Global cooperation will be vital to address environmental challenges like air pollution
It is well known that India faces a significant challenge to improve the air quality in its cities.
Up to 21 of the world’s 30 most polluted cities are Indian, causing detrimental impacts to the health and quality of life of its residents, including increased risk of diseases such as lung cancer, heart disease, stroke, diabetes, neonatal disorders and respiratory diseases.
Fortunately, there are solutions available to improve and manage such problems, while also maintaining positive economic growth and development.
These come in the form of solutions that help us to use clean energy sources and improve energy efficiency through the transport we use and the work and every-day practices we conduct for example, like using electric vehicles or buying more environmentally-friendly products. On the other hand, there are innovative products and services that can help to relieve existing issues, such as pollution masks and air quality monitoring, to mitigate adverse circumstances and maximise use of resources.
India is making progress in air quality and broader environmental sustainability, thanks in part to its National Clean Air Programme which aims to reduce air pollution levels by up to 30% (against a 2017 base level) by 2024, but, like all countries, has a long way to go.
With the country’s annual renewable additions almost doubling from 2020, India will be a key contributor to the global renewables upswing expected in 2021 as a large number of wind and solar PV projects are expected to become operational. This is all part of a highly ambitious target of 450 GW of renewable power by 2030.
Global integration and cooperation are essential to successful climate change efforts, due to the varying levels of development and capabilities worldwide and owing to the global nature of climate change. With the UK hosting this year’s UN Climate Change Conference – COP26 – in Glasgow in November, and India among the key drivers of the climate change agenda, there has never been a better, or more important, time for UK-India collaboration on shared ambitions.
There are countless opportunities for collaboration in this area that would present a win-win for UK and India, and indeed the world, helping to grow trade and investment, create jobs, contribute to green recovery, and overcome climate change challenges. In air quality in particular, electric vehicles and supporting infrastructure will play an important part in the solution, as part of the transition to renewable and clean energy sources.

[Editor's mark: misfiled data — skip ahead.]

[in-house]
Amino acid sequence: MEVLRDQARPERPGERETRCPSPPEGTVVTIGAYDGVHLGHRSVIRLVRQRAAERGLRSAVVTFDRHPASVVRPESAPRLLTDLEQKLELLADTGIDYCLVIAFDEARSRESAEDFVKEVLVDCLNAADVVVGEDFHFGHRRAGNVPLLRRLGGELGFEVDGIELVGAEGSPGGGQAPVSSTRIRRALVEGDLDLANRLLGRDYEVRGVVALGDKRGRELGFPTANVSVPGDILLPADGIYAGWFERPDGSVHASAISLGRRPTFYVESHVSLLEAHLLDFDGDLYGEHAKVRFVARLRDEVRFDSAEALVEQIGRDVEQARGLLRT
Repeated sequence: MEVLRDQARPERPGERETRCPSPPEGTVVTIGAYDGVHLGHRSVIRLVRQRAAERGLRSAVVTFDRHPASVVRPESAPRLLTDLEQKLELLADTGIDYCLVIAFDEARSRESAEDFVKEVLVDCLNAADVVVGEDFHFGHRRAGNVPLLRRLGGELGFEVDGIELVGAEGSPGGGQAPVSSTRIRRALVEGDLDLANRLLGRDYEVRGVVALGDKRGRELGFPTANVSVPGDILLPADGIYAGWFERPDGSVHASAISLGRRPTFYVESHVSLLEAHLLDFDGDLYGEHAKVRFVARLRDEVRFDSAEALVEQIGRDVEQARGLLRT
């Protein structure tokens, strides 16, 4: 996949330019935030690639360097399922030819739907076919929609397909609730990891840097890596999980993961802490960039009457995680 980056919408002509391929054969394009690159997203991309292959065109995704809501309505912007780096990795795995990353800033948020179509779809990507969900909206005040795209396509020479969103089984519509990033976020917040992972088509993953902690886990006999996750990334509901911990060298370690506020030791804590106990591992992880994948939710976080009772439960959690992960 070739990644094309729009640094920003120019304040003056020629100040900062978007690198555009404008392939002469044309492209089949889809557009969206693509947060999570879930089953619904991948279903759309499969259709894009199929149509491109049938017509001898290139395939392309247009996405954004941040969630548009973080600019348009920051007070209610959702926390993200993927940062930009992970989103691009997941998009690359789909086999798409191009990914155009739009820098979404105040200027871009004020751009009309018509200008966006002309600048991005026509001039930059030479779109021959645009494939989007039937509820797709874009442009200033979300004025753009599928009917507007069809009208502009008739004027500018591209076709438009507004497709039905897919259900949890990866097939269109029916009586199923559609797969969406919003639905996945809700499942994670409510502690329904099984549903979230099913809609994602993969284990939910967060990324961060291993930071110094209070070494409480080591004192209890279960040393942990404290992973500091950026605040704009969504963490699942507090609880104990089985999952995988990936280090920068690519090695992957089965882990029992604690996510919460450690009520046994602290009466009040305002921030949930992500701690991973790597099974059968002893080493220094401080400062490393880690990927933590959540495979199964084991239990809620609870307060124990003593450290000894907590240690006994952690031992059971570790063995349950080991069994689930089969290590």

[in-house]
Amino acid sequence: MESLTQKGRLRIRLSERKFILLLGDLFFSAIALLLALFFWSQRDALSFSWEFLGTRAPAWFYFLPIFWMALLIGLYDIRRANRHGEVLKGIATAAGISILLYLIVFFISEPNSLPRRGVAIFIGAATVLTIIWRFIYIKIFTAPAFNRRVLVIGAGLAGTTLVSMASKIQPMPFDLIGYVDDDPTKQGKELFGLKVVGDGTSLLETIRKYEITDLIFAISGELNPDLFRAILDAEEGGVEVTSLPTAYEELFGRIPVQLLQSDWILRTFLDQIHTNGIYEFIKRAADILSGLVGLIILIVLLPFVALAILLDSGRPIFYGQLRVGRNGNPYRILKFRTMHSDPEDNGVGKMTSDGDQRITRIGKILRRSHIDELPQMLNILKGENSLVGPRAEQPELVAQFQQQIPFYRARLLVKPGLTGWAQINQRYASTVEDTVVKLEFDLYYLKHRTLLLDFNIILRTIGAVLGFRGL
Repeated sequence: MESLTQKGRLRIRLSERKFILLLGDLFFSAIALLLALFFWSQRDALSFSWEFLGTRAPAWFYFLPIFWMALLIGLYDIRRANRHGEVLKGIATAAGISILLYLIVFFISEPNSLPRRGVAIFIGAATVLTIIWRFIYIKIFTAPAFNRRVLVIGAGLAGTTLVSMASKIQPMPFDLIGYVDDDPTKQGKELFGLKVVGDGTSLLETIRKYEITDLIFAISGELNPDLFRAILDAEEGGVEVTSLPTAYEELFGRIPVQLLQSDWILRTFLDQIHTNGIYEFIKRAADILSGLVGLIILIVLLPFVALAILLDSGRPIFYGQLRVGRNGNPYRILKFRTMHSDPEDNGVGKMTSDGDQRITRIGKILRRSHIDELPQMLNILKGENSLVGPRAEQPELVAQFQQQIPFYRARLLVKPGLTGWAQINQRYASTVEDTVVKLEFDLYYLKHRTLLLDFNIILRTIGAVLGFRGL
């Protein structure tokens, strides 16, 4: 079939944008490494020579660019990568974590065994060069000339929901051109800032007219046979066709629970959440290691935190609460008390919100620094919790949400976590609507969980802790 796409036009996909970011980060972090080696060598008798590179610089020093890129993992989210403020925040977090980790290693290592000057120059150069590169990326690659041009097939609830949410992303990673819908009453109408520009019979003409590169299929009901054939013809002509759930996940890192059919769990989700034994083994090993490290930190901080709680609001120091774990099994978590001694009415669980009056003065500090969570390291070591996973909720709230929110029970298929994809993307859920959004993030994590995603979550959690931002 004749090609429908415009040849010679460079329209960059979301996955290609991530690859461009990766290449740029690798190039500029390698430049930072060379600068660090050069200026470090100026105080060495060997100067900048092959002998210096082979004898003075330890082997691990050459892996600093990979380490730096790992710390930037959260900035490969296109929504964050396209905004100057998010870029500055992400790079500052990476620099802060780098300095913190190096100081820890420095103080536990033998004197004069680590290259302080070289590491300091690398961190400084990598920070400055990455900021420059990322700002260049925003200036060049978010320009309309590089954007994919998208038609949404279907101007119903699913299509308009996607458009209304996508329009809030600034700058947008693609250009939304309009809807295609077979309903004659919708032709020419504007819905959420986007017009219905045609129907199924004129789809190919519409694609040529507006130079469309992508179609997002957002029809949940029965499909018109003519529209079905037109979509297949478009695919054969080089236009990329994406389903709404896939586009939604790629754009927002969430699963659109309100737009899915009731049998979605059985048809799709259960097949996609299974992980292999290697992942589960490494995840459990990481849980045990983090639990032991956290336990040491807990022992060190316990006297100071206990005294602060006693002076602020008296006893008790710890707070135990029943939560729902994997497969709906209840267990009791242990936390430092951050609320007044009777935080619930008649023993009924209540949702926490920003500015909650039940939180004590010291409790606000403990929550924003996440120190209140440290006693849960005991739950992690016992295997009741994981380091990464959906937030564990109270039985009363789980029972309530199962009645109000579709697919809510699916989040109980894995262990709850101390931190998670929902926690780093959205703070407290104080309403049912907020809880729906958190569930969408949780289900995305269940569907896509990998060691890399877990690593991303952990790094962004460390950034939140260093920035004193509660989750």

Such collaborative and system-wide programmes are already in operation. Energy Systems Catapult, an independent centre of excellence that bridges the gap between industry, government, academia and research, was set up to accelerate the transformation of the UK’s energy system and ensure UK businesses and consumers capture the opportunities of clean growth. Together with its partners, Connected Places and Satellite Applications Catapult (all funded by Innovate UK), Energy Systems Catapult launched a two-year joint initiative in India – the Innovating for Clean Air (IfCA) programme – providing opportunities for businesses to improve air quality monitoring and electric vehicle interventions.
The IfCA programme supports UK and Indian firms to develop innovations to improve air quality and tackle pollution at source in India (with initial programmes in Bengaluru) by addressing challenges related to charging infrastructure, grid management and the integration of renewable energy. This helps to bring a variety of stakeholders together and make use of their unique solutions to tackle challenges across the system. Through the programme the Catapults have worked with the Directorate of Urban Land Transport to pedestrianise a street in Bangalore – Clean Air Street – to showcase air quality and electric vehicle innovations, in addition to supporting UK and Indian organisations in developing pilot projects. You can read more on the programme here.
It is no exaggeration to say that global climate change goals simply will not be met if India does not meet its own climate goals, as one of the largest countries in the world and by nature one of the most energy and resource demanding. This burden comes with great responsibility, but thereby an opportunity to make India a prominent global player on the most important issue of our lifetimes. The UK too must play its part and by working together, utilising the best of both our innovation, ideas, and technologies, the ambitious, but necessary, global and domestic climate goals can be achieved.
The UKIBC will support our members and clients in this space by working with them and across our extensive network in the UK and Indian Governments for the shared goal of environmental sustainability and development.